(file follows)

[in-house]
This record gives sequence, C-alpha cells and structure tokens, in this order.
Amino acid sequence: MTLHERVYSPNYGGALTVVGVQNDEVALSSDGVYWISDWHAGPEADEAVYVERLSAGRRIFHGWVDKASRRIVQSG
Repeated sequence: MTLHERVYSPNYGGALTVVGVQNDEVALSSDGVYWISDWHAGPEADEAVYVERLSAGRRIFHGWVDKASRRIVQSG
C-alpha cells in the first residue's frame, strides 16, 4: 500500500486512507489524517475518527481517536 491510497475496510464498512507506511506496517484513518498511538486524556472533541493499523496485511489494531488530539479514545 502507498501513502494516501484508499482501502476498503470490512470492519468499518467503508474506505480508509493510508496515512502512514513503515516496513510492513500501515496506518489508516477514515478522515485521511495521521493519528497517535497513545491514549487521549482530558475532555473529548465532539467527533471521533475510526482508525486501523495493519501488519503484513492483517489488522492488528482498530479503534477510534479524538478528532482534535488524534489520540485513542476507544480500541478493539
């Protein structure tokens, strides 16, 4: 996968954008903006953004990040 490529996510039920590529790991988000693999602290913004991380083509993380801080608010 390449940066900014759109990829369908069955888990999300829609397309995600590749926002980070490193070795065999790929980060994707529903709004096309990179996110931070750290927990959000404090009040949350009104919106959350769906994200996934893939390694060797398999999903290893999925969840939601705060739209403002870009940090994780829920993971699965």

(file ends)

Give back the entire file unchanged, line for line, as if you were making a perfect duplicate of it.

[in-house]
This record gives sequence, C-alpha cells and structure tokens, in this order.
Amino acid sequence: MTLHERVYSPNYGGALTVVGVQNDEVALSSDGVYWISDWHAGPEADEAVYVERLSAGRRIFHGWVDKASRRIVQSG
Repeated sequence: MTLHERVYSPNYGGALTVVGVQNDEVALSSDGVYWISDWHAGPEADEAVYVERLSAGRRIFHGWVDKASRRIVQSG
C-alpha cells in the first residue's frame, strides 16, 4: 500500500486512507489524517475518527481517536 491510497475496510464498512507506511506496517484513518498511538486524556472533541493499523496485511489494531488530539479514545 502507498501513502494516501484508499482501502476498503470490512470492519468499518467503508474506505480508509493510508496515512502512514513503515516496513510492513500501515496506518489508516477514515478522515485521511495521521493519528497517535497513545491514549487521549482530558475532555473529548465532539467527533471521533475510526482508525486501523495493519501488519503484513492483517489488522492488528482498530479503534477510534479524538478528532482534535488524534489520540485513542476507544480500541478493539
């Protein structure tokens, strides 16, 4: 996968954008903006953004990040 490529996510039920590529790991988000693999602290913004991380083509993380801080608010 390449940066900014759109990829369908069955888990999300829609397309995600590749926002980070490193070795065999790929980060994707529903709004096309990179996110931070750290927990959000404090009040949350009104919106959350769906994200996934893939390694060797398999999903290893999925969840939601705060739209403002870009940090994780829920993971699965």